Michelangelo is said to have written: “Every block of stone has a statue in it and it is the task of the sculptor to discover it.” It’s not that simple.
Yes, carving is an act of discovery as much as of creation. What and how I carve is influenced — at times determined — by the shape, color, and texture, and even imperfections, of the particular stone. But the artist obviously plays a critical role.
The artist’s job is to create and refine a sensibility, a feeling, a reflective moment within the final image. I may certainly attempt to instill/evoke a particular meaning or emotion but I cannot mandate the viewer’s response, and may not even be consciously aware of my intentions. I find the best art is often ambiguous and thought provoking, unsettling or enigmatic, and, like life itself, often surprising and even humorous.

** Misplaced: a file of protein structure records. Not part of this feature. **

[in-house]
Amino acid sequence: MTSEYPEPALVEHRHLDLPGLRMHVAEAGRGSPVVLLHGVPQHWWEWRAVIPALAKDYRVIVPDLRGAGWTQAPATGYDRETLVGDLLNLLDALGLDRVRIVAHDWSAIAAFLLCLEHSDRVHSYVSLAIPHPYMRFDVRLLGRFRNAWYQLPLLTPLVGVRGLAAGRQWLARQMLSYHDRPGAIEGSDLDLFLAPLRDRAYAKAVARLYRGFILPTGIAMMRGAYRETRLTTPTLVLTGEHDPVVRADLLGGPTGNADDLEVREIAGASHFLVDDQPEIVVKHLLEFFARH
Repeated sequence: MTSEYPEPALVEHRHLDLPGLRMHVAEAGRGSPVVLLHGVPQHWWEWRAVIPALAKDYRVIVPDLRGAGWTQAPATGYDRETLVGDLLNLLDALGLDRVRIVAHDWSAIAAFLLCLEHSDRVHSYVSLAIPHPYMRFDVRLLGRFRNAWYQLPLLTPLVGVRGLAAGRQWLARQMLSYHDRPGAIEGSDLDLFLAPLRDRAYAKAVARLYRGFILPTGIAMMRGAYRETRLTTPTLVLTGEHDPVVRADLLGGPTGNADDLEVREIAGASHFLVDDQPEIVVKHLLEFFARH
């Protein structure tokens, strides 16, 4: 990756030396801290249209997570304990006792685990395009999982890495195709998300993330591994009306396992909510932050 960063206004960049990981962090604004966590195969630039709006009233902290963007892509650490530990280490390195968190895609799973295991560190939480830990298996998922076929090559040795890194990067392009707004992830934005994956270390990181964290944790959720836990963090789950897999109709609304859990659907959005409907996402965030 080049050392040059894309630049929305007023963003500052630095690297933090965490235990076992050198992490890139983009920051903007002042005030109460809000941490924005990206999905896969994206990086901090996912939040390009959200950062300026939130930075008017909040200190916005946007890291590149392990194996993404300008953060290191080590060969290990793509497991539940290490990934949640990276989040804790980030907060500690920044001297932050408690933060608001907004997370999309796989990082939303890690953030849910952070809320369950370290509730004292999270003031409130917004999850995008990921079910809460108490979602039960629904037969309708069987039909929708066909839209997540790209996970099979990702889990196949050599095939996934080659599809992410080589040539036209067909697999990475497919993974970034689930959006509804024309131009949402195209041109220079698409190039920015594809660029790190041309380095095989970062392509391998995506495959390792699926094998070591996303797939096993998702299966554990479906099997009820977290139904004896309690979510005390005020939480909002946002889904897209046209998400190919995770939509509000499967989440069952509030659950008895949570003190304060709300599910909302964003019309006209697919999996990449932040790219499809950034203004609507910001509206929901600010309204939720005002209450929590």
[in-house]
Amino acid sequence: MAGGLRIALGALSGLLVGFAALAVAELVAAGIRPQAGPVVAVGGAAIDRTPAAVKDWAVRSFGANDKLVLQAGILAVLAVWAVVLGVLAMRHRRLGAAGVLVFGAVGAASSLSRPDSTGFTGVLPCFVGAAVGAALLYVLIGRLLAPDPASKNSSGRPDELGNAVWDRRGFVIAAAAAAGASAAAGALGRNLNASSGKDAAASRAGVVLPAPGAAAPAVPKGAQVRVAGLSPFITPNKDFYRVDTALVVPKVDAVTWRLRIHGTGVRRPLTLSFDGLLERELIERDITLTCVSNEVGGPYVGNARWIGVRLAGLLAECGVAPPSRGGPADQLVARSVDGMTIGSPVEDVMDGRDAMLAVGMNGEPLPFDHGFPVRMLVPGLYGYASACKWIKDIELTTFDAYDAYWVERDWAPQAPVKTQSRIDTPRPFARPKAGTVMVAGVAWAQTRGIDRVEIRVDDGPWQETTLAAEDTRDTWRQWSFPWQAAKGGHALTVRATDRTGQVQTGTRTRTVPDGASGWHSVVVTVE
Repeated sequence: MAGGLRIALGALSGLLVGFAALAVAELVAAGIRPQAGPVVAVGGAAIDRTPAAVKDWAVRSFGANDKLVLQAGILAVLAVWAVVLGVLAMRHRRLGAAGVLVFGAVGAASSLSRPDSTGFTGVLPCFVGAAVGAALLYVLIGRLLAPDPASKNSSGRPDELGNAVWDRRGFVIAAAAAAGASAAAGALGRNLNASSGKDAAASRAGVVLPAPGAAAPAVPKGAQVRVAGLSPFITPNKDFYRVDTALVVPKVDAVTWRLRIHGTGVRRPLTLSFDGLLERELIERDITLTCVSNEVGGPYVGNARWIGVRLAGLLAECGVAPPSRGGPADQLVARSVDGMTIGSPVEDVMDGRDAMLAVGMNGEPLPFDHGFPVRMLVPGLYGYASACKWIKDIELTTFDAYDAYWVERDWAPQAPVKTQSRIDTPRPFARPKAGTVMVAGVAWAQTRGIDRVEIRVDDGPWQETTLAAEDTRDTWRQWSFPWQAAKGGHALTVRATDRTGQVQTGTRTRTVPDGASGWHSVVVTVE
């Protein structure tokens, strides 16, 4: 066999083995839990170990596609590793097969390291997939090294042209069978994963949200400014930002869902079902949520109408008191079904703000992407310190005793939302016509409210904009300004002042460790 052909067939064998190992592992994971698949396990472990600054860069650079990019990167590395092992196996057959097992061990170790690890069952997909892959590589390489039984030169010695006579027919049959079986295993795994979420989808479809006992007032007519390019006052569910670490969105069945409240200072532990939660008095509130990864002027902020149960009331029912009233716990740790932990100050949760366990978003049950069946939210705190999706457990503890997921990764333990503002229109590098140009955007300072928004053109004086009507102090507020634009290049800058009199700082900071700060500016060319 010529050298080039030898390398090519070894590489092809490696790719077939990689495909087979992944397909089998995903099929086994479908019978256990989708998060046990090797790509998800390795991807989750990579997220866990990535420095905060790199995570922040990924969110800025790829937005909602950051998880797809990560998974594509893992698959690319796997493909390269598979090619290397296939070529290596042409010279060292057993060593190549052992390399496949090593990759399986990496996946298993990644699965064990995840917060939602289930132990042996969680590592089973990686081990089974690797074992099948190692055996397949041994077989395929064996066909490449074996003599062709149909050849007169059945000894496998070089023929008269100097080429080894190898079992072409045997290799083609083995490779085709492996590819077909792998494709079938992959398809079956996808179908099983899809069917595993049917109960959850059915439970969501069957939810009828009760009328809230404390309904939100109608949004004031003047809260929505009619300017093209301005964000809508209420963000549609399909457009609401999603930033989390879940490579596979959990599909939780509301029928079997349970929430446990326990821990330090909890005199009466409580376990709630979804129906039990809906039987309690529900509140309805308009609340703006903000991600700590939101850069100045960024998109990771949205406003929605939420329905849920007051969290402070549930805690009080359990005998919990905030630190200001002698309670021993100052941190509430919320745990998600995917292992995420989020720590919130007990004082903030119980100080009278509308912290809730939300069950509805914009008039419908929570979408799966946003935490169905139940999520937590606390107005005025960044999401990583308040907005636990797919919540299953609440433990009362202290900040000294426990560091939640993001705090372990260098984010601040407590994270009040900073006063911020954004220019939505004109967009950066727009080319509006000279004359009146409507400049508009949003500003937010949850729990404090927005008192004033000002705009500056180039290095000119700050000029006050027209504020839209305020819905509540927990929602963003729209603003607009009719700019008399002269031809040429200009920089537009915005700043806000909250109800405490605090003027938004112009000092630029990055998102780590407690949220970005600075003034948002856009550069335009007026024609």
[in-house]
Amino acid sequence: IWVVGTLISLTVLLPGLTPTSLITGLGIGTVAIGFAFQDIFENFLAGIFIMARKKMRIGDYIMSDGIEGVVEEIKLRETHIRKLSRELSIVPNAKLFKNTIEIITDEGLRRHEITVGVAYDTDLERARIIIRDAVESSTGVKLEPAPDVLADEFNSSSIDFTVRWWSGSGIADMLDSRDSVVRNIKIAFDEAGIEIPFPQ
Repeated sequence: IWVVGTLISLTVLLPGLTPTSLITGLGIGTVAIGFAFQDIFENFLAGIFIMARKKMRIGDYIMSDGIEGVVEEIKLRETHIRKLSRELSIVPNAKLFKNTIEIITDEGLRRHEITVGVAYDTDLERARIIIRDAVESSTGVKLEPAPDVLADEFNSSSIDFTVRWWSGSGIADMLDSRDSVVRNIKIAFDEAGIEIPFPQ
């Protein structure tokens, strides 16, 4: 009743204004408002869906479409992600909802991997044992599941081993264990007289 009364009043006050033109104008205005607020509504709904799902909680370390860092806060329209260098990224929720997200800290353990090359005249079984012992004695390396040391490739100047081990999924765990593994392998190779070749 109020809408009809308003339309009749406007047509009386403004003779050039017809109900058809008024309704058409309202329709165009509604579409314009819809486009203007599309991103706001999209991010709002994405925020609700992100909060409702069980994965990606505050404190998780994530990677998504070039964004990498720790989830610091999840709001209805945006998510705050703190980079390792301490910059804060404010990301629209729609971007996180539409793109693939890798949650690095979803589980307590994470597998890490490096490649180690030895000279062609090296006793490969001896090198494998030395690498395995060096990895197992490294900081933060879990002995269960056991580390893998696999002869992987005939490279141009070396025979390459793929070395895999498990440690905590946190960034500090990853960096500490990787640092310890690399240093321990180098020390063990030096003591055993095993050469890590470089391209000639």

Finally, with stone carving the joy for the carver is not so much in the destination, as in the journey: Creating a piece of art from a rock.
I began carving as an avocation in the mid-1960’s while editor-in-chief at a New York publishing house and did not sculpt full time until the mid-1980’s when I moved to Austin, Texas. There I taught stone carving at the Elisabet Ney Sculpture Conservatory and exhibited in numerous shows and galleries in the Austin-Dallas-Houston-San Antonio area.
I continued to carve off and on in the interim years, and after, during careers as a machinist, middle school math/science teacher, Assistant to the Chaplain at Johns Hopkins University, college language arts specialist at various New York area institutions (see criticalreading.com) and as a legislative health care lobbyist in West Virginia – in most instances maintaining some gallery presence. With my wife’s recent retirement from Florida State University we moved “back home” to Charleston, West Virginia where I can again devote my full attention to carving.